BeagleBone_Black_vs_Raspberry_Pi.jpg

Nowadays, there seems to be too many online posts that compare the BeagleBone Black and the Raspberry Pi, but most, if not all of them, forget to mention the end user's prerogative. For this blog post, I'm going to describe the user, rather that the boards, in terms of assessing their technical skills. Some prefer it easy whereas other prefer to exercise their technical expertise.

Computer Operator

A computer operator that has no interest in touching those GPIO pins/sockets. Instead, a computer operator will prefer a software-based solution because they feel it's easier; however, this style of attitude only adds points as a computer operator.

A die-hard computer operator would choose the Raspberry Pi because it has fewer GPIO pins/sockets and the default operating systems are easy, as well as, the promoted Python programming language, is easier to work with.

Embedded Systems Developer

A developer of embedded systems (a.k.a. "hardware developer") has interests in touching those GPIO pins/sockets for the purpose of adding electronic circuits to the development board. An embedded systems developer is not afraid to add peripherals (user interface, as in embedded system) by use of those GPIO pins/sockets. This type of person is not afraid to demonstrate his/her skills of building electronic circuits and programming the development board's CPU to utilize the new creation(s). Some of the embedded projects seen online, are using LEDs, LCDs, servo motors, piezo buzzers, sensors, my SpeakJet speech synthesizer, and lots more.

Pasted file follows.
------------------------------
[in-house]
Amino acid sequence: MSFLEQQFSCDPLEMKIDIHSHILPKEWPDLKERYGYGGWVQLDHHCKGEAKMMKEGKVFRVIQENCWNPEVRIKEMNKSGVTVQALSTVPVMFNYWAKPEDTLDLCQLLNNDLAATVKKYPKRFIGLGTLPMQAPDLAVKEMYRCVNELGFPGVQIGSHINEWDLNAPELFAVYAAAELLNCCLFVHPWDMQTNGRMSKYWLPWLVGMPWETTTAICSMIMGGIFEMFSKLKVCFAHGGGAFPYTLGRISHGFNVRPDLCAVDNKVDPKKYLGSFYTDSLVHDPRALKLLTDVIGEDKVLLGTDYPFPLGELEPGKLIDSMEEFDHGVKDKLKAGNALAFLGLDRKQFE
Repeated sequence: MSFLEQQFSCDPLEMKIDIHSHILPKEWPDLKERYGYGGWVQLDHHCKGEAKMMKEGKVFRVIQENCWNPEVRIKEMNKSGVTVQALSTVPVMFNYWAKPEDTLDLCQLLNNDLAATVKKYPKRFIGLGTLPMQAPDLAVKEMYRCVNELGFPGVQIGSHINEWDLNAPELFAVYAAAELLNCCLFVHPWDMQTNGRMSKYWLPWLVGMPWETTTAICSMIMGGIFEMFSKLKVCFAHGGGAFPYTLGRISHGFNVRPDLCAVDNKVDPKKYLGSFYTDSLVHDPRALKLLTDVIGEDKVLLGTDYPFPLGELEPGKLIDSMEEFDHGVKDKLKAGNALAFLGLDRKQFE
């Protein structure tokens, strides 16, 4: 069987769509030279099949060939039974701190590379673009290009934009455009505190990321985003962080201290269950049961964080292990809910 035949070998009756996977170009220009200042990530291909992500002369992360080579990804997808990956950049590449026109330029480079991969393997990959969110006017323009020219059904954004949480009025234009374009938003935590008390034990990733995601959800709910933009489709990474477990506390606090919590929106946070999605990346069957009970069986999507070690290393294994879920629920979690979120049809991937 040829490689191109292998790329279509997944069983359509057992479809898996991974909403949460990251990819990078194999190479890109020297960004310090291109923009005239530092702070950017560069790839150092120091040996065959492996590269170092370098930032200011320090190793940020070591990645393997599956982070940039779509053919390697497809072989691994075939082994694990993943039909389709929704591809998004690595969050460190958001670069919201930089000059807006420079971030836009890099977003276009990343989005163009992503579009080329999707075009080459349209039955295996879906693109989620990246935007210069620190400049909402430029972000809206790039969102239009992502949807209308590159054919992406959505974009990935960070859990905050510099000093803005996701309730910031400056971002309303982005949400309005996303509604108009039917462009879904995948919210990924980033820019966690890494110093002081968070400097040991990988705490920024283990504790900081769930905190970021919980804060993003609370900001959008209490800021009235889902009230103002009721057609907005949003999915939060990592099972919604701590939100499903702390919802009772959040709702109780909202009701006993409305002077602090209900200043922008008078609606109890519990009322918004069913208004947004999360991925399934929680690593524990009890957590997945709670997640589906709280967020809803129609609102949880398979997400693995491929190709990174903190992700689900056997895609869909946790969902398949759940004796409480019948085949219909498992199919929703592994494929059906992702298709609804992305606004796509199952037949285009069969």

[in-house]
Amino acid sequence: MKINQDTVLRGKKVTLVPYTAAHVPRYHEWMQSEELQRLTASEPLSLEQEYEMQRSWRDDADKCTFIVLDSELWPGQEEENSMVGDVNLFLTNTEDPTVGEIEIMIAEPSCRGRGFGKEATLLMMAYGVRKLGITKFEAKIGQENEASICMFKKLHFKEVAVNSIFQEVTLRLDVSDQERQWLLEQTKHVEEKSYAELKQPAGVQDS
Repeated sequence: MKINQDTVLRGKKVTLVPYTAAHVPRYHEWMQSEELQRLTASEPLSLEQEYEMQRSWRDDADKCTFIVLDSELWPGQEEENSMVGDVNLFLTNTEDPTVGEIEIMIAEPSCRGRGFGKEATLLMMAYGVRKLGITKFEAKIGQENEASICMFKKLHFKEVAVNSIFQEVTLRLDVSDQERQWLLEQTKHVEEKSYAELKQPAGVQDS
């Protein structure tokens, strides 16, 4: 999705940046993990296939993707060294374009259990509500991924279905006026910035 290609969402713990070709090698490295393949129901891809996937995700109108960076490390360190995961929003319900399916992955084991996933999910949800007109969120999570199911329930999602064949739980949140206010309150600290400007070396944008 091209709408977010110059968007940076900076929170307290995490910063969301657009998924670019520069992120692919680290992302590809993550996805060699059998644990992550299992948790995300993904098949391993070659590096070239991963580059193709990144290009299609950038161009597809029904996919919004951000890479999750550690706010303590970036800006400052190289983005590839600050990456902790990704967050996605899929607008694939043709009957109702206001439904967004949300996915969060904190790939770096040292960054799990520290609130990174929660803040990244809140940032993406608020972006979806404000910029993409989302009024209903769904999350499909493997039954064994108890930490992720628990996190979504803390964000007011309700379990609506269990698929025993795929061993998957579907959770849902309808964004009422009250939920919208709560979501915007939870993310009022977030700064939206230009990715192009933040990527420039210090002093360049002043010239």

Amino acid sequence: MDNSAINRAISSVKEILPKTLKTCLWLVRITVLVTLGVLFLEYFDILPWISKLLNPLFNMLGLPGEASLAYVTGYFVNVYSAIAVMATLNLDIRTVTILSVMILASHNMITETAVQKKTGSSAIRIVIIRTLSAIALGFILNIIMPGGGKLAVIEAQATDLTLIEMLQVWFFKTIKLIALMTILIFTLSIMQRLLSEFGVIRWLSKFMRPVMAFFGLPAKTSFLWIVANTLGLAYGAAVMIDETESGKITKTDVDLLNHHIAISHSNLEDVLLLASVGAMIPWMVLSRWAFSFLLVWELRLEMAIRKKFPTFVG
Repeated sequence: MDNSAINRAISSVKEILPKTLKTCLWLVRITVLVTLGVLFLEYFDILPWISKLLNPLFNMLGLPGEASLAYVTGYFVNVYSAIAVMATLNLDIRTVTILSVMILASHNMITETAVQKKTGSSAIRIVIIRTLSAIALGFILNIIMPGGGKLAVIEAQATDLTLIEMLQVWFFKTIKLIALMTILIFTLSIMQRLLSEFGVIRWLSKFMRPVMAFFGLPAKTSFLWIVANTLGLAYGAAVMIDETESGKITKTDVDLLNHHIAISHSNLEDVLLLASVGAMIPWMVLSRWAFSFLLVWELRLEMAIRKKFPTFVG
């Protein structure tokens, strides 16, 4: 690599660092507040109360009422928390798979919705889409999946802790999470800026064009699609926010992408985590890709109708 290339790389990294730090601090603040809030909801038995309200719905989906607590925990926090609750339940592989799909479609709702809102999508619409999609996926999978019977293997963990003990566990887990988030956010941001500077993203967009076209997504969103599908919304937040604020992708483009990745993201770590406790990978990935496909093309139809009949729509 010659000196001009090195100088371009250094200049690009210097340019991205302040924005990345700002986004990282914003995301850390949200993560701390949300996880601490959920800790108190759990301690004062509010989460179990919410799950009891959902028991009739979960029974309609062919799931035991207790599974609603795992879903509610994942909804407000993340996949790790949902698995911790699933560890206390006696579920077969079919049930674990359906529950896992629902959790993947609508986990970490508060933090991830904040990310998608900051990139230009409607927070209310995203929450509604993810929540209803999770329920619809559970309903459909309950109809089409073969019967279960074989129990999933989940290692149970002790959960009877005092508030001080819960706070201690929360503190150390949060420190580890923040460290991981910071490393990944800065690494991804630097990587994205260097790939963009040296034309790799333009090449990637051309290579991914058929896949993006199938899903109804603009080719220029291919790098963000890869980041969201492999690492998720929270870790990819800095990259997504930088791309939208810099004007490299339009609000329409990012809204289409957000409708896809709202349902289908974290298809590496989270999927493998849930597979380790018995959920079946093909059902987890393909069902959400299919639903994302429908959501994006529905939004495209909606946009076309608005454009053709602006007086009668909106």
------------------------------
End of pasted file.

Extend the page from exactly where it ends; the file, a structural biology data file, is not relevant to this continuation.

Half and Half

An end user that is "half and half" is only curious about inserting wires into those GPIO pins/sockets. Persons in this category, are more relaxed when using a software-based solution, but have some kind of interest in touching though GPIO pins/sockets. They also prefer the easy way, rather than the hard way.

Thanks for Reading!

As you can tell, I decided to write this article because many people had suggested a software-based speech synthesizer instead of working with the Speakjet microcontroller; that type of suggestion should be applied to all peripherals since most people have become comfortable in a virtual lifestyle. In a virtual lifestyle, there's a software solution for everything; in that way, there won't be a need for hobbyist to play around with electronic semiconductors. Thanks for reading and have a nice day.

 

Marcos "Kuya Marc" Miranda